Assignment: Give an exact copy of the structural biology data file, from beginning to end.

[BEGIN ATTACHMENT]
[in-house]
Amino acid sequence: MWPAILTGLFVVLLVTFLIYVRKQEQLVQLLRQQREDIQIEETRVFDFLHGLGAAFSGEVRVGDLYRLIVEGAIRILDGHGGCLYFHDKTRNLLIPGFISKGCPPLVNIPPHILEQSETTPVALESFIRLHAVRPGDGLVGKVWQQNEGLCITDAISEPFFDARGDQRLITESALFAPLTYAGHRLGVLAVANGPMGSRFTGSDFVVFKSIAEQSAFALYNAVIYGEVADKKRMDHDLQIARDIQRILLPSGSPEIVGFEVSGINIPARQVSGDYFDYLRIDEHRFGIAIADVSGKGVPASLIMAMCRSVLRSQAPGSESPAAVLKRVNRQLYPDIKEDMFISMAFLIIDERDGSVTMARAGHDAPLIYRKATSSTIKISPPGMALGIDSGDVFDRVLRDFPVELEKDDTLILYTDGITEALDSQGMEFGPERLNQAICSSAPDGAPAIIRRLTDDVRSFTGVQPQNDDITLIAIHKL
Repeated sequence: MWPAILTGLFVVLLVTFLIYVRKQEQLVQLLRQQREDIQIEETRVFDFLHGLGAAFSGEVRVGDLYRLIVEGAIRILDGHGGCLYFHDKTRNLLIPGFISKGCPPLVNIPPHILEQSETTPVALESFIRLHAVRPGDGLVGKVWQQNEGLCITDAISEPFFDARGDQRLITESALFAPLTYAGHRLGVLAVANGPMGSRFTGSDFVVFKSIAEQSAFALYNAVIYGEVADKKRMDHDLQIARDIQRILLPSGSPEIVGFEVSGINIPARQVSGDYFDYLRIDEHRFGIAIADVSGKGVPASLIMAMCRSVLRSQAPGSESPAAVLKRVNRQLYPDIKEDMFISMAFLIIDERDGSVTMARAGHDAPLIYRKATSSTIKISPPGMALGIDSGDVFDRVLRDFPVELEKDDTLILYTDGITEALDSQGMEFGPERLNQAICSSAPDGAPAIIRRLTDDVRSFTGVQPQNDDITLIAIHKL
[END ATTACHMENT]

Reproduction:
[in-house]
Amino acid sequence: MWPAILTGLFVVLLVTFLIYVRKQEQLVQLLRQQREDIQIEETRVFDFLHGLGAAFSGEVRVGDLYRLIVEGAIRILDGHGGCLYFHDKTRNLLIPGFISKGCPPLVNIPPHILEQSETTPVALESFIRLHAVRPGDGLVGKVWQQNEGLCITDAISEPFFDARGDQRLITESALFAPLTYAGHRLGVLAVANGPMGSRFTGSDFVVFKSIAEQSAFALYNAVIYGEVADKKRMDHDLQIARDIQRILLPSGSPEIVGFEVSGINIPARQVSGDYFDYLRIDEHRFGIAIADVSGKGVPASLIMAMCRSVLRSQAPGSESPAAVLKRVNRQLYPDIKEDMFISMAFLIIDERDGSVTMARAGHDAPLIYRKATSSTIKISPPGMALGIDSGDVFDRVLRDFPVELEKDDTLILYTDGITEALDSQGMEFGPERLNQAICSSAPDGAPAIIRRLTDDVRSFTGVQPQNDDITLIAIHKL
Repeated sequence: MWPAILTGLFVVLLVTFLIYVRKQEQLVQLLRQQREDIQIEETRVFDFLHGLGAAFSGEVRVGDLYRLIVEGAIRILDGHGGCLYFHDKTRNLLIPGFISKGCPPLVNIPPHILEQSETTPVALESFIRLHAVRPGDGLVGKVWQQNEGLCITDAISEPFFDARGDQRLITESALFAPLTYAGHRLGVLAVANGPMGSRFTGSDFVVFKSIAEQSAFALYNAVIYGEVADKKRMDHDLQIARDIQRILLPSGSPEIVGFEVSGINIPARQVSGDYFDYLRIDEHRFGIAIADVSGKGVPASLIMAMCRSVLRSQAPGSESPAAVLKRVNRQLYPDIKEDMFISMAFLIIDERDGSVTMARAGHDAPLIYRKATSSTIKISPPGMALGIDSGDVFDRVLRDFPVELEKDDTLILYTDGITEALDSQGMEFGPERLNQAICSSAPDGAPAIIRRLTDDVRSFTGVQPQNDDITLIAIHKL